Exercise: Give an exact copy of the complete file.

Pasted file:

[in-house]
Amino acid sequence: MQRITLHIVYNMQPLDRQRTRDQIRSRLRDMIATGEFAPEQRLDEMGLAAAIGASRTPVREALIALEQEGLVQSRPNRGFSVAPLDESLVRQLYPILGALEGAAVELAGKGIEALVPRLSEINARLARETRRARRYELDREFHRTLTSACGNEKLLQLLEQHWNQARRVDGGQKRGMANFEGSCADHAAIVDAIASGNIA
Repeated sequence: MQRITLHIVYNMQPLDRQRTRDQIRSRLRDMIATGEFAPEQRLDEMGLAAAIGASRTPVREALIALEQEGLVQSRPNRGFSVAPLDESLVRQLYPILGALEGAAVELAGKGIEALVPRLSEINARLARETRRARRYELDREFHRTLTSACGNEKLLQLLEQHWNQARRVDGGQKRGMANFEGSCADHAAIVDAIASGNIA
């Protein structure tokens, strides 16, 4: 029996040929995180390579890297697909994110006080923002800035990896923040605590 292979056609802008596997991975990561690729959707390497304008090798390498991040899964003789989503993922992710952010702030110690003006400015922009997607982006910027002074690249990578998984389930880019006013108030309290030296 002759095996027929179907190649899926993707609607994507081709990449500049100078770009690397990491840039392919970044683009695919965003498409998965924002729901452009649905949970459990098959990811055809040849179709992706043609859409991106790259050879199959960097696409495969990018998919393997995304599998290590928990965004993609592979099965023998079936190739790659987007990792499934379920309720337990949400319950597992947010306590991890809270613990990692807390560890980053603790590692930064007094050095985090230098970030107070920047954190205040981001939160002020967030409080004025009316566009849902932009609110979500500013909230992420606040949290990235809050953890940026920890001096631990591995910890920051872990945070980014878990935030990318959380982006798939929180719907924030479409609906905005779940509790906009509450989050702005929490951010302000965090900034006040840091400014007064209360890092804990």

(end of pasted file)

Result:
[in-house]
Amino acid sequence: MQRITLHIVYNMQPLDRQRTRDQIRSRLRDMIATGEFAPEQRLDEMGLAAAIGASRTPVREALIALEQEGLVQSRPNRGFSVAPLDESLVRQLYPILGALEGAAVELAGKGIEALVPRLSEINARLARETRRARRYELDREFHRTLTSACGNEKLLQLLEQHWNQARRVDGGQKRGMANFEGSCADHAAIVDAIASGNIA
Repeated sequence: MQRITLHIVYNMQPLDRQRTRDQIRSRLRDMIATGEFAPEQRLDEMGLAAAIGASRTPVREALIALEQEGLVQSRPNRGFSVAPLDESLVRQLYPILGALEGAAVELAGKGIEALVPRLSEINARLARETRRARRYELDREFHRTLTSACGNEKLLQLLEQHWNQARRVDGGQKRGMANFEGSCADHAAIVDAIASGNIA
């Protein structure tokens, strides 16, 4: 029996040929995180390579890297697909994110006080923002800035990896923040605590 292979056609802008596997991975990561690729959707390497304008090798390498991040899964003789989503993922992710952010702030110690003006400015922009997607982006910027002074690249990578998984389930880019006013108030309290030296 002759095996027929179907190649899926993707609607994507081709990449500049100078770009690397990491840039392919970044683009695919965003498409998965924002729901452009649905949970459990098959990811055809040849179709992706043609859409991106790259050879199959960097696409495969990018998919393997995304599998290590928990965004993609592979099965023998079936190739790659987007990792499934379920309720337990949400319950597992947010306590991890809270613990990692807390560890980053603790590692930064007094050095985090230098970030107070920047954190205040981001939160002020967030409080004025009316566009849902932009609110979500500013909230992420606040949290990235809050953890940026920890001096631990591995910890920051872990945070980014878990935030990318959380982006798939929180719907924030479409609906905005779940509790906009509450989050702005929490951010302000965090900034006040840091400014007064209360890092804990």